Friday, January 24, 2014

Frozen in Time

              Considering the fact that I have watched, played and written about sports throughout my life, you’d think I might feel more regret over the reality that I have no sons. But for the past 12 years, I’ve honestly found it fascinating to be a father to daughters. My two girls have brought me on an eye-opening cultural journey that has covered Elmo and Dora, Disney princess dresses, American Girl dolls, pretend-school lessons, pet guinea pigs, and performances of Wicked both on Broadway and in our living room. Katie and Chelsea are not really interested in sitting down to watch a ballgame with me, but they have brought a world of new experiences to my life.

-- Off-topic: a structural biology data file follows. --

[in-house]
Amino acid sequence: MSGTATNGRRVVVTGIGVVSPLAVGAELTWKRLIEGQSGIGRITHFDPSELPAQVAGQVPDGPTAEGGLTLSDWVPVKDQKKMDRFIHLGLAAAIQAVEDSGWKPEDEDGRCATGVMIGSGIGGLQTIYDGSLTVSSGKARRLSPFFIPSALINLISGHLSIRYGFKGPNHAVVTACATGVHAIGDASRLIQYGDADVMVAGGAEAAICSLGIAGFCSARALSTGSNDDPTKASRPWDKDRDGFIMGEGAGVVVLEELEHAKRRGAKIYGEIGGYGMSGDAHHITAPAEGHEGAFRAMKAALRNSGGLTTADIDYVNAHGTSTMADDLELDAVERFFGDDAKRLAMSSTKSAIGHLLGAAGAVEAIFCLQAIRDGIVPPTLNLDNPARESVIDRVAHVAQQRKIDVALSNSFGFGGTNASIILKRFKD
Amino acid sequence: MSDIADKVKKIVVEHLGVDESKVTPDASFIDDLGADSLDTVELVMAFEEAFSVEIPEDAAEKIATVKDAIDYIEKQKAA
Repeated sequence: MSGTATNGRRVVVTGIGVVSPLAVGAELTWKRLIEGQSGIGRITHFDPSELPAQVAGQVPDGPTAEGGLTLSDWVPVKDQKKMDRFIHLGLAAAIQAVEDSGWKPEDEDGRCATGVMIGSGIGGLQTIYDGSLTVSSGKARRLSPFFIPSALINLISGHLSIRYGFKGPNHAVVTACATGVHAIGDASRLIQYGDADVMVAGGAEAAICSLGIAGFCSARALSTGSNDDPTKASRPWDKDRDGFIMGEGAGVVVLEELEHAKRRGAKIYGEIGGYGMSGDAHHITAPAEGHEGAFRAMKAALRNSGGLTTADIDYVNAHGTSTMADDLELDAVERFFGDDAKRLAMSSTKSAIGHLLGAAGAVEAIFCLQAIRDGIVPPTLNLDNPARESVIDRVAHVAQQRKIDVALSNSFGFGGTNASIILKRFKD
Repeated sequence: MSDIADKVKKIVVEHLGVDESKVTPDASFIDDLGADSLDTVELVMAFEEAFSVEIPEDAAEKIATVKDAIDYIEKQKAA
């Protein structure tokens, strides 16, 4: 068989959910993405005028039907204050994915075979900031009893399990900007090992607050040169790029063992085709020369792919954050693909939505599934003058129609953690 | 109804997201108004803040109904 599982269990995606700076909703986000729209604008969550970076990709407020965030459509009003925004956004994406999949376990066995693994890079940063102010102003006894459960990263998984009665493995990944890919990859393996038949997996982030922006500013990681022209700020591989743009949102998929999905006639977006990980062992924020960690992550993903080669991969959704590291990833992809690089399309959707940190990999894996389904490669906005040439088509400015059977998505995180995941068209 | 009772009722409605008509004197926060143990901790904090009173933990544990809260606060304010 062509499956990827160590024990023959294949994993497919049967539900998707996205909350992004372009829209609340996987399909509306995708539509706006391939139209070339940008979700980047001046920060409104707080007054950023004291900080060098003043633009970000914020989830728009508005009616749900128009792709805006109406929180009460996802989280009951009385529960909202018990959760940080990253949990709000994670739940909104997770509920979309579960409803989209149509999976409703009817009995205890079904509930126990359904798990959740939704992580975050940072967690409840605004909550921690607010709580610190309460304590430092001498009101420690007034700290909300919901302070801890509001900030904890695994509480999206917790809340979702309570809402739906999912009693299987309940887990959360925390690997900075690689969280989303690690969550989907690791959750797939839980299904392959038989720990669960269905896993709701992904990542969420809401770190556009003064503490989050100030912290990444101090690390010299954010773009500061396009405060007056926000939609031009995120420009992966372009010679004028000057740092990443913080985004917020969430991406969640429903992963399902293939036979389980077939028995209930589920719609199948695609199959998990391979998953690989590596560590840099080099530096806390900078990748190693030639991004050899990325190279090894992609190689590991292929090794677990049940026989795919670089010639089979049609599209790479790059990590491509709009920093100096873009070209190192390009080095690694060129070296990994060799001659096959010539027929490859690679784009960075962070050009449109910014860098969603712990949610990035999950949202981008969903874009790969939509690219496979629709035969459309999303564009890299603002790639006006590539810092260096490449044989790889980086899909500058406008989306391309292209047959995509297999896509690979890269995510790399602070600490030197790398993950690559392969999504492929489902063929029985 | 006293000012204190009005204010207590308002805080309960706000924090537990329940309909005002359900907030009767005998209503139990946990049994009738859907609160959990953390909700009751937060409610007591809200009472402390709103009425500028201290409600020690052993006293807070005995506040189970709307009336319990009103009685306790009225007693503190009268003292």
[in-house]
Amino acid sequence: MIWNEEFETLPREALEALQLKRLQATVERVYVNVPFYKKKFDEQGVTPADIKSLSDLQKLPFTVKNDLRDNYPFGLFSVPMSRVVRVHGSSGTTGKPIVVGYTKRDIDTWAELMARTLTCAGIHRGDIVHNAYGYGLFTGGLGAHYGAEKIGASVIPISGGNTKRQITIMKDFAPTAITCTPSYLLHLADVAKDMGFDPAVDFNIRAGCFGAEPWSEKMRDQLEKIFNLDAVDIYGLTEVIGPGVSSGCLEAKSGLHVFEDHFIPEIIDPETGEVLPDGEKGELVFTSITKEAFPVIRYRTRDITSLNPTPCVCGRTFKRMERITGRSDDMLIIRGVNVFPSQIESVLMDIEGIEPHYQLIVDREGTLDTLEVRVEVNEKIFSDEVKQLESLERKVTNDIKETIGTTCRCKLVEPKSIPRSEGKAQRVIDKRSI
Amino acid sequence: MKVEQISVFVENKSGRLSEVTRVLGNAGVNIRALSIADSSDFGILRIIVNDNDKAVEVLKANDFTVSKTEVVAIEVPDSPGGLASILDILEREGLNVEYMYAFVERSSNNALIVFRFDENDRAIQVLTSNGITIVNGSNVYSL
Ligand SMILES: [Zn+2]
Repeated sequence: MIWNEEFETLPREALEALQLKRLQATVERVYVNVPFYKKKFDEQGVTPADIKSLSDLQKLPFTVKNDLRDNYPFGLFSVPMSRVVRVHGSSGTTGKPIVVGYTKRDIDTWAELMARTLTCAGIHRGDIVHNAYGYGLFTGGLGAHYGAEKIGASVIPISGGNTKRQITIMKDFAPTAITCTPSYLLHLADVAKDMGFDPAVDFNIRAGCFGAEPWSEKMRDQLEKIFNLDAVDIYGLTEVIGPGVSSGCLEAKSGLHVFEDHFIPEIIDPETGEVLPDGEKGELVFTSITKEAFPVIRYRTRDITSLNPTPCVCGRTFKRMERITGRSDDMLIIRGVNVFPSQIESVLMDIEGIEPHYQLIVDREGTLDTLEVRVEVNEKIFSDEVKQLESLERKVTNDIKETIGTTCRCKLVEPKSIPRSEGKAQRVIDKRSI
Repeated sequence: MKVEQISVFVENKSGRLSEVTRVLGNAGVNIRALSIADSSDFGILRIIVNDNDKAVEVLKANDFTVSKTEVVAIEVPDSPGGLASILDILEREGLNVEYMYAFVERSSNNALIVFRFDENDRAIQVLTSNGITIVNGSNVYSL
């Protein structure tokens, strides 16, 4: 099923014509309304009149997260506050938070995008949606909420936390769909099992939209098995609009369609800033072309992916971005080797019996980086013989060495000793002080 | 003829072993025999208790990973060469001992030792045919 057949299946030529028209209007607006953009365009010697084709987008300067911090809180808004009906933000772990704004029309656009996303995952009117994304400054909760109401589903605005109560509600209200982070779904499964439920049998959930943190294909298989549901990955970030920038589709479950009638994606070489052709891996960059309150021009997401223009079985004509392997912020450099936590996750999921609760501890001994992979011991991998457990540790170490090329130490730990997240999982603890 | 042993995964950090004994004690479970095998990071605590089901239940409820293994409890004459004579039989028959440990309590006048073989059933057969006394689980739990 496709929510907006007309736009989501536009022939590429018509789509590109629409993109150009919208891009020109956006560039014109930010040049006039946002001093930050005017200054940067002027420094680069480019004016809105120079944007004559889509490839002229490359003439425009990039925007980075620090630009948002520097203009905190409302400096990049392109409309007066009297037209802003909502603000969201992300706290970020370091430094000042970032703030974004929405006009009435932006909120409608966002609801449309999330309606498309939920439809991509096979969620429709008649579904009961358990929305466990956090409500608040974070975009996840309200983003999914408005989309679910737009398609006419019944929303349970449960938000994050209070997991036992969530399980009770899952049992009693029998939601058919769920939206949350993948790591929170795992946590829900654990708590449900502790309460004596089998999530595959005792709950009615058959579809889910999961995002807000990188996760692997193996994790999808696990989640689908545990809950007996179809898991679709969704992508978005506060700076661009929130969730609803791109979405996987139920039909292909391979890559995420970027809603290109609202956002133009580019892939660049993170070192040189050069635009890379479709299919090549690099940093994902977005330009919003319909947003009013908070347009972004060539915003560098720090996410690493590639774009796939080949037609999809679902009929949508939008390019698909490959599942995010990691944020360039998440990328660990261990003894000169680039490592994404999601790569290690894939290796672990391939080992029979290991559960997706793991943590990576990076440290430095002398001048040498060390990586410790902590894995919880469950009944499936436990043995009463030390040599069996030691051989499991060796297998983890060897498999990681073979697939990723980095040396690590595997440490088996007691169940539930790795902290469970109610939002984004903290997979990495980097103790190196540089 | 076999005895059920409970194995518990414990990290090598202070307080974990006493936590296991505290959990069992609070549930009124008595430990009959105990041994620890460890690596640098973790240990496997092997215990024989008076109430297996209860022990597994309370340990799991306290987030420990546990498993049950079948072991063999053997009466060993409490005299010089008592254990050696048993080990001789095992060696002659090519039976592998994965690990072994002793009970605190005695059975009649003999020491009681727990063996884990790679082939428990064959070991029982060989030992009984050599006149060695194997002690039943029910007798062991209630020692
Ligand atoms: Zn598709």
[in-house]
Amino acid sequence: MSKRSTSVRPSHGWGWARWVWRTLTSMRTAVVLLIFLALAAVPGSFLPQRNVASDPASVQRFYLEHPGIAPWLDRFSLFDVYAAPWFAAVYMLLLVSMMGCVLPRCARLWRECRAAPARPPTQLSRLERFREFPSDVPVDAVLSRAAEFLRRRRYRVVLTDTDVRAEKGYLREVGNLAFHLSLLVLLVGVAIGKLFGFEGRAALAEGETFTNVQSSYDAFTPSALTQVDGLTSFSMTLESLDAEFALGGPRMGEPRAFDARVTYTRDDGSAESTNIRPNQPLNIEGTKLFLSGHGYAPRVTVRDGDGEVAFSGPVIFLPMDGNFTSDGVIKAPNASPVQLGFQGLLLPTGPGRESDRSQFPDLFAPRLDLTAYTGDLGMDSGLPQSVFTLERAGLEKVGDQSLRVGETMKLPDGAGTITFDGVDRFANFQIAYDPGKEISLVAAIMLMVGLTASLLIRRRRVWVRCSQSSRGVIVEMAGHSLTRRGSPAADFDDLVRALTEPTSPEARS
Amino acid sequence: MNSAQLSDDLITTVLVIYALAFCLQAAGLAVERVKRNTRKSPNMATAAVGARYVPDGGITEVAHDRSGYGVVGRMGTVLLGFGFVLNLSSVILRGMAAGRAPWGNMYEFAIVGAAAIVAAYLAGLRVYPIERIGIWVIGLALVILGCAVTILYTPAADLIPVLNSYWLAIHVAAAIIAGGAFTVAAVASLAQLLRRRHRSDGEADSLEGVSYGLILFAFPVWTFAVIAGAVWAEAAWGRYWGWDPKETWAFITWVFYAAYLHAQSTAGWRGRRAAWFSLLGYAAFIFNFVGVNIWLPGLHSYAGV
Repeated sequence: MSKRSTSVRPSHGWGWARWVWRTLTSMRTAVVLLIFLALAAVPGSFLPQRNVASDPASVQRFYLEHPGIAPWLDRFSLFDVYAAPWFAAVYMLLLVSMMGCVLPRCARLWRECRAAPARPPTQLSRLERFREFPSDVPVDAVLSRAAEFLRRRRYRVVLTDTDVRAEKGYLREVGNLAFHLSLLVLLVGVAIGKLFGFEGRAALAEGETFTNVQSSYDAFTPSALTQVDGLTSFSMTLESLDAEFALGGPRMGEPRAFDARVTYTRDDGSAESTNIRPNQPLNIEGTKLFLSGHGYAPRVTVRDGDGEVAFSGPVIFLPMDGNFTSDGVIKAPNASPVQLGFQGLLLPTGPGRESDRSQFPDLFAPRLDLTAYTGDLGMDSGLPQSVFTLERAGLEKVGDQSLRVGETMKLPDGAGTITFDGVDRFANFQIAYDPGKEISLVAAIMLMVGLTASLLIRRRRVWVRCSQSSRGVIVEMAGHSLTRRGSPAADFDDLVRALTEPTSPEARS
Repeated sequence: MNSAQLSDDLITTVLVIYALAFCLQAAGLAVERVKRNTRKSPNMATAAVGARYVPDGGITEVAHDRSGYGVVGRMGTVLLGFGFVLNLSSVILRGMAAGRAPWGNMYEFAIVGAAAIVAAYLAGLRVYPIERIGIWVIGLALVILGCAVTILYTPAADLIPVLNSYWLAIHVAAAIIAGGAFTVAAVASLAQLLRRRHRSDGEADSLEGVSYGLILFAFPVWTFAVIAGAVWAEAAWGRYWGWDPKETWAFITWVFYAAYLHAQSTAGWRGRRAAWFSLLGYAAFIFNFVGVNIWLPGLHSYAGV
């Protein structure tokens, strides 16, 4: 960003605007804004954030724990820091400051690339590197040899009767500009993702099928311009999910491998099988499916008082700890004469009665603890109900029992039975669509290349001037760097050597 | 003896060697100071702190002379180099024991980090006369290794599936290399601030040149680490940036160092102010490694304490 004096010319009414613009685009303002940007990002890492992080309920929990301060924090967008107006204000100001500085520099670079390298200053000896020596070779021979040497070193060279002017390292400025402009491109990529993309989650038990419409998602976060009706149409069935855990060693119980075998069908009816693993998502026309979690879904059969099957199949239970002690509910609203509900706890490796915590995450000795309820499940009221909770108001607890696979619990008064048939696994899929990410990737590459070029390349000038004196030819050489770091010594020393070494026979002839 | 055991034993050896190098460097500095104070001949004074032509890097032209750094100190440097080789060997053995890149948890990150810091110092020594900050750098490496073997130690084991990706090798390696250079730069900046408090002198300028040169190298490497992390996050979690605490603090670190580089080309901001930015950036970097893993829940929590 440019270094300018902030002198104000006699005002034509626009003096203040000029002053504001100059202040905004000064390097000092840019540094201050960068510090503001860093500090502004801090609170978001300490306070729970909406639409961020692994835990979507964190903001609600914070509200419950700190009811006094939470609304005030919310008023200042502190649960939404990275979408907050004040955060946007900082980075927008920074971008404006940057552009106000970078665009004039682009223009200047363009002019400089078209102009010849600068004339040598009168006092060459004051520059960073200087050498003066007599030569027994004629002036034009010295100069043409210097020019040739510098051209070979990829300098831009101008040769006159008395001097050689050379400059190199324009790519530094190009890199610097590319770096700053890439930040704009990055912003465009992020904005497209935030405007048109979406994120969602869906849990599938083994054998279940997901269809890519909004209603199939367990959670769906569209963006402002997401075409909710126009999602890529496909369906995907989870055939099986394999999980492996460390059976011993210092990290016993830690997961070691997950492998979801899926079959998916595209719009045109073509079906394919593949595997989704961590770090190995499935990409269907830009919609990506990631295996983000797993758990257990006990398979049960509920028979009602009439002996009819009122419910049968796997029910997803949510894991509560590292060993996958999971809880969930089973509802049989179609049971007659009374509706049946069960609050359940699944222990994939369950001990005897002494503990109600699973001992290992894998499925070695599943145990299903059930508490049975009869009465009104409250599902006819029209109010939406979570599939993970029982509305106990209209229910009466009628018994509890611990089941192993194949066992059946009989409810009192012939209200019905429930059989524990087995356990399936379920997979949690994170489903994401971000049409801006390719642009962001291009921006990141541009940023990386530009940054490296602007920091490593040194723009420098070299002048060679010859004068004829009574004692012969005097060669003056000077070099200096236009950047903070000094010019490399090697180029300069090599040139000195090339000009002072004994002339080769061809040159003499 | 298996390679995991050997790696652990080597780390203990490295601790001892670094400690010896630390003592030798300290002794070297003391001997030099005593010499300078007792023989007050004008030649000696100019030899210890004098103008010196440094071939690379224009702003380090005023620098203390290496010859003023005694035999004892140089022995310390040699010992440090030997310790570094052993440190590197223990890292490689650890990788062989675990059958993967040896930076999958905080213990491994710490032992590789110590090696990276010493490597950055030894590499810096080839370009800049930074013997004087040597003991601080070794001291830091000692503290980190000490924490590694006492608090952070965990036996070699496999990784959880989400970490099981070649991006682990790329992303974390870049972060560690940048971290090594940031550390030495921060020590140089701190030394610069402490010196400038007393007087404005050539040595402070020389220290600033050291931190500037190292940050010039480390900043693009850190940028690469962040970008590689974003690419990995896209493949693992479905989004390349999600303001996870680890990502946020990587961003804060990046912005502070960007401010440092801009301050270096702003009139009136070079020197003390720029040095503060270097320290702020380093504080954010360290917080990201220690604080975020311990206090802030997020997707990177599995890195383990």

Lately, their activity has focused on some songs from a movie soundtrack. It is, of course, the soundtrack to Disney’s Frozen – the album that stands behind only Bruce Springsteen’s new record among the best-selling LPs in the nation. For the past month, children and their parents have waltzed out of movie theaters singing the songs from Disney’s latest animated feature, then quickly downloaded the album from iTunes upon their return home. The songs, which sound more Broadway-ready than the typical multiplex fare, are bolstered by the voice of Idina Menzel, the actress who originated the role of Elphaba in Wicked and Maureen in Rent. Menzel’s rendition of the song Let it Go from Frozen is one of the Oscar nominees for Best Original Song.